The Qieyun uses multiple equivalent fanqie characters to represent each particular initial, and likewise for finals. The categories of initials and finals actually represented were first identified by the Cantonese scholar Chen Li in a careful analysis published in his Qièyùn kǎo (1842). Chen's method was to equate two fanqie initials (or finals) whenever one was used in the fanqie spelling of the pronunciation of the other, and to follow chains of such equivalences to identify groups of spellers for each initial or final. (For example, if the pronunciation of a particular character is defined using the fanqie spelling AB, and the pronunciation of character A is defined using the fanqie spelling CD, and the pronunciation of character C is defined using the fanqie spelling EF, then characters A, C and E are all equivalent fanqie characters for the same initial sound.)[4]

The Qieyun classifies homonyms under 193 rhyme classes, each of which is placed within one of the four tones. A single rhyme class may contain multiple finals, generally differing only in the medial (especially when it is /w/) or in so-called chongniu doublets.

Rime tables[edit]

Main article: rime table
table of 23 columns and 16 rows, with Chinese characters in some cells
The first table of the Yunjing, covering the Guangyun rhyme classes 東 dōng, 董 dǒng, 送 sòng and 屋 (-k in Middle Chinese)

The Yunjing (c. 1150 AD) is the oldest of the so-called rime tables, which provide a more detailed phonological analysis of the system contained in the Qieyun. The Yunjing was created centuries after the Qieyun, and the authors of the Yunjing were attempting to interpret a phonological system that differed in significant ways from that of their own Late Middle Chinese (LMC) dialect. They were aware of this, and attempted to reconstruct Qieyun phonology as well as possible through a close analysis of regularities in the system and co-occurrence relationships between the initials and finals indicated by the fanqie characters. However, the analysis inevitably shows some influence from LMC, which needs to be taken into account when interpreting difficult aspects of the system.[5]

The Yunjing is organized into 43 tables, each covering several Qieyun rhyme classes, and classified as:[6]

  • One of 16 shè , the broad rhyme classes of LMC. Each shè is either "inner" (nèi ) or "outer" (wài ). The meaning of this is debated but it has been suggested that it refers to the height of the main vowel, with "outer" finals having a low vowel (/ɑ/ or /a,æ/) and "inner" finals having a non-low vowel.
  • "open mouth" (kāikǒu 開口) or "closed mouth" (hékǒu 合口), indicating whether lip rounding is present. "Closed" finals either have a rounded vowel (e.g. /u/) or rounded glide.

Each table has 23 columns, one for each initial (shēngmǔ 聲母 "sound mother"). Although the Yunjing distinguishes 36 initials, they are placed in 23 columns by combining palatals, retroflexes, and dentals under the same column. This does not lead to cases where two homophone classes are conflated, as the grades (rows) are arranged so that all would-be minimal pairs distinguished only by the retroflex vs. palatal vs. alveolar character of the initial end up in different rows.[7]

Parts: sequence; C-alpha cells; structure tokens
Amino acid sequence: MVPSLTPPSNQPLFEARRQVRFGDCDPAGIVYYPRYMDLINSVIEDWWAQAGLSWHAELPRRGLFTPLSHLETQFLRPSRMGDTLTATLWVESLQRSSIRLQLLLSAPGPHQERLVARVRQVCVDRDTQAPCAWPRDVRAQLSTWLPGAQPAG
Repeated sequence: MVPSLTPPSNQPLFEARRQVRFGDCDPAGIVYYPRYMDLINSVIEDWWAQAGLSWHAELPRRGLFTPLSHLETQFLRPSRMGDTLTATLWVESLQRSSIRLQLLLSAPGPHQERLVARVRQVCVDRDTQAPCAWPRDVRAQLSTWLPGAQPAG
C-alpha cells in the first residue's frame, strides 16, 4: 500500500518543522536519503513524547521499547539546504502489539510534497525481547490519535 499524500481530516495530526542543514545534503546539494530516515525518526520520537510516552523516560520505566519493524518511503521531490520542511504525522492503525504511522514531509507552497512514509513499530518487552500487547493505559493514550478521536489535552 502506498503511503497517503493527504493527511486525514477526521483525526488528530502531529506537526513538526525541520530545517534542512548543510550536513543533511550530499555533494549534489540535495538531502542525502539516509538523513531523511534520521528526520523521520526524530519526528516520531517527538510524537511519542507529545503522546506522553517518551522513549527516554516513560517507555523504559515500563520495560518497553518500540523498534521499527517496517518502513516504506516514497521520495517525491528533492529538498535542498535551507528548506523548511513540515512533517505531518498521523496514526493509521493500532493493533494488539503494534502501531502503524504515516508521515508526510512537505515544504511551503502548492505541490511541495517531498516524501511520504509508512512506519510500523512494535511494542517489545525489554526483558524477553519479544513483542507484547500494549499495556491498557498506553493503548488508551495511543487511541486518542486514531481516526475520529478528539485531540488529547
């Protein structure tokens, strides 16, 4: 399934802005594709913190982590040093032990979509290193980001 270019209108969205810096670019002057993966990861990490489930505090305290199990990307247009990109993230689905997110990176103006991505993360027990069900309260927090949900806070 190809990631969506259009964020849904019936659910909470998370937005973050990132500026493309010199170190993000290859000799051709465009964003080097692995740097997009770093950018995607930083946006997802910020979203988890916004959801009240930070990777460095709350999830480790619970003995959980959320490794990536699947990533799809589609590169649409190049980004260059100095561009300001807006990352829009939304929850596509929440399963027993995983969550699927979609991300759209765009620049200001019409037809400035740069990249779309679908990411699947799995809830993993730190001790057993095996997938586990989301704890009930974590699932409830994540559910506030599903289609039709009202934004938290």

Each initial is further classified as follows:[8]

Each table also has 16 rows, with a group of 4 rows for each of the 4 tones (shēngdiào 聲調 "sound intonation") of the traditional system in which finals ending in /p/, /t/ or /k/ are considered to be entering tone variants of finals ending in /m/, /n/ or /ŋ/ rather than separate finals in their own right. The significance of the 4 rows (děng 等 "class", "grade" or "group") within each tone is difficult to interpret, and is strongly debated. These rows are usually denoted I, II, III and IV, and are thought to relate to differences in palatalization or retroflexion of the syllable's initial or medial, or differences in the quality of similar main vowels (e.g. /ɑ/, /a/, /ɛ/).[6] Other scholars view them not as phonetic categories but formal devices exploiting distributional patterns in the Qieyun to achieve a compact presentation.[9]

Each square in a table contains a character corresponding to a particular homophone class in the Qieyun, if any such character exists. From this arrangement, each homophone class can be placed in the above categories.[10]

Modern dialects and Sino-Xenic pronunciations[edit]

The rime dictionaries and rime tables identify categories of phonetic distinctions, but do not indicate the actual pronunciations of these categories. The varied pronunciations of words in modern varieties of Chinese can help, but most modern varieties descend from a Late Middle Chinese koine and cannot very easily be used to determine the pronunciation of Early Middle Chinese. During the Early Middle Chinese period, large amounts of Chinese vocabulary were systematically borrowed by Vietnamese, Korean and Japanese (collectively known as Sino-Xenic vocabularies), but many distinctions were inevitably lost in mapping Chinese phonology onto foreign phonological systems.[11]

For example, the following table shows the pronunciation of the numerals in three modern Chinese varieties, as well as borrowed forms in Vietnamese, Korean and Japanese:

Modern Chinese varieties Sino-Vietnamese Sino-Korean
(Yale)
Sino-Japanese[12] Middle Chinese[a]
Beijing Suzhou Guangzhou Meixian Go-on Kan-on